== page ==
On Friday, Ministry of Foreign Affairs (MFA) spokesperson Mao Ning delivered China’s official position in response to Thursday’s hearing. She argued that there was no evidence that TikTok was a threat to US national security and quoted a US lawmaker who called the move toward a ban a “xenophobic witch hunt”. This position is consistent with earlier MFA pronouncements that accused the United States of “overstretch[ing] the national security concept (…) to hobble foreign companies”. Despite the brevity of the MFA’s comments, some Chinese diplomats and many state media outlets relayed them.
Another point that previously prompted an official reaction from the Chinese government is the US proposal to organize a sale of TikTok to a company other than its current Beijing-based owner, Bytedance. The Chinese Ministry of Commerce voiced clear opposition to the idea, arguing that such a sale would damage investors’ confidence in the United States. Several diplomats and state media, including CGTN Global Business, amplified this argument.
Amplifying the TikTok CEO’s Statements to Paint the App in a Benign Light
While the most recent MFA reaction may prompt Chinese diplomats to deploy more efforts to defend TikTok, so far it has been state media that has most actively defended the social media platform. In the run-up to the hearing, Chinese outlets highlighted TikTok’s CEO’s statements assuring Congress that safety was a “top priority” and bemoaning “misconceptions” about his company.
Hyping Up TikTok’s Popularity and the Consequences of a Ban
Chinese state media also consistently highlighted the platform’s success and popularity with US citizens, especially among younger demographics. At times, this hyping up of TikTok also turned more threatening with CGTN America wondering whether a ban would “fuel a Gen Z rebellion” and other outlets forcefully highlighting how attached users and content creators are to the platform.
Criticizing and Mocking Members of Congress
Chinese diplomats also criticized the hearing directly. Assistant Foreign Minister Hua Chunying found the representatives “out of touch [and] paranoid”, while the Chinese consulate in Zurich argued the hearing exhibited “the double standards of the United States”. On the state media side, several outlets questioned the competence of US lawmakers, calling them “old” and “internet-illiterate”. Similar narratives mocking members of Congress also seemed to spread among TikTok users in the United States.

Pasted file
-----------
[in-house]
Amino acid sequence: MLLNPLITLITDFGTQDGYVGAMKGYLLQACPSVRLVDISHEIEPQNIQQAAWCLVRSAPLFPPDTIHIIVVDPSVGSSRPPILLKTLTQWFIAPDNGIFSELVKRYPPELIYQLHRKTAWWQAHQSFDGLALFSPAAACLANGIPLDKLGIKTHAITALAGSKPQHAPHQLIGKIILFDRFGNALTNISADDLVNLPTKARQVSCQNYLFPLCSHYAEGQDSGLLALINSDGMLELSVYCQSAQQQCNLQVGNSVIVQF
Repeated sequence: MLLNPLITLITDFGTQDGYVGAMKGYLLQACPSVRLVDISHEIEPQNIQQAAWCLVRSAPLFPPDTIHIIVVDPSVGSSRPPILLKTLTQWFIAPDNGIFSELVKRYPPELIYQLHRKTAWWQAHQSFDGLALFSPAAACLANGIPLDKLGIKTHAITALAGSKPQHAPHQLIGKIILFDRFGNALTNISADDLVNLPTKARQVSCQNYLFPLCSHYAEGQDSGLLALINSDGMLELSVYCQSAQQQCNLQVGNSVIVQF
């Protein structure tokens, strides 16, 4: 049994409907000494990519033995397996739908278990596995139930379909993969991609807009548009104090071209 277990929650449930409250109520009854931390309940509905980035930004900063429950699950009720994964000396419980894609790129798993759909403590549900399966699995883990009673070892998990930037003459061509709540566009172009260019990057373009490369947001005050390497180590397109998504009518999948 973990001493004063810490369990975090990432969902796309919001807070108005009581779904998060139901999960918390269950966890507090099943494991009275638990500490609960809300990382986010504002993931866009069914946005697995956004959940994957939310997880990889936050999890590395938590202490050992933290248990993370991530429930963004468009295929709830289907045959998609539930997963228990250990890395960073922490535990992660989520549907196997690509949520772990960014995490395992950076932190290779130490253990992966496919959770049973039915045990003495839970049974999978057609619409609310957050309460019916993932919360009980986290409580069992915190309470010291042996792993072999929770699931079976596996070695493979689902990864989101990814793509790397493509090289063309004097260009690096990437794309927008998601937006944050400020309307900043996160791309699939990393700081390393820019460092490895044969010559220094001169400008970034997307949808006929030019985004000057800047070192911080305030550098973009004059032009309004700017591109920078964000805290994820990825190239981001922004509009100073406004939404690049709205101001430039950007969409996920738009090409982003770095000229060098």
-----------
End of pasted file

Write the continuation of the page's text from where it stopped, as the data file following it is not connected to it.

Denigrating the US System and Painting the United States as Hostile to Business
Other Chinese accounts went even further and used the proceedings against TikTok to denigrate the entire US system. China Daily called out US lawmakers’ “hypocrisy” over their inaction on gun violence despite their claims that they wanted to help teenagers. And CGTN affiliate Frontline amplified a video angrily comparing inaction over a nuclear leak in Minnesota with Congress’ attention to TikTok. Diplomats and state media also used Apple CEO Tim Cook’s recent visit to China to compare Beijing’s supposed openness to trade with Washington’s hostility to tech companies. (The irony here is of course that many US companies—including major social media platforms—are completely banned in China.)
Portraying Criticism of TikTok or the Chinese Government as Xenophobic
Finally, China’s messengers accused the United States of xenophobia and of wanting to ban everything Chinese. In the aftermath of the MFA’s comments calling the hearing a “xenophobic witch hunt”, several diplomats and state media reporters relayed the argument that the United States was acting primarily out of prejudice. Whereas the ultranationalist tabloid Global Times had previously been the main voice promoting this narrative, the MFA seems to have signaled that this is now a legitimate line of argument to use when defending the social media platform.
When it comes to hot-button topics involving autocratic actors, it can be difficult to tell the difference between organic arguments and arguments derived from autocratic propaganda, even in open, democratic information spaces. Should geopolitical debates occur on Chinese-owned social media platforms like TikTok going forward, it could become even more difficult to differentiate between organic arguments and propaganda.
Among the chief national security concerns with TikTok identified by researchers and policymakers is the ability of a Chinese-owned social media app to conduct targeted influence operations in the United States and other democracies. The access to user data and preferences collected by social media apps, as well as opaque algorithmic content selection, creates fertile ground for influence operations. And despite professions of distance between TikTok and China, the Chinese government has a demonstrated interest in influencing global discourse about the app. If the Chinese government were to influence TikTok into artificially boosting Chinese state media narratives—for example, employees could use TikTok’s “heating” button to manually make specific content go viral, as they have reportedly done before—it would be extremely difficult to tell.
Today, the Chinese propaganda we study floods Twitter, Facebook, and YouTube with anti-US content designed to boost China’s image. Tomorrow, the same debates over issues critical to the information and geopolitical contests between China and democracies may take place on TikTok itself, potentially making it more difficult to distinguish fact from propaganda.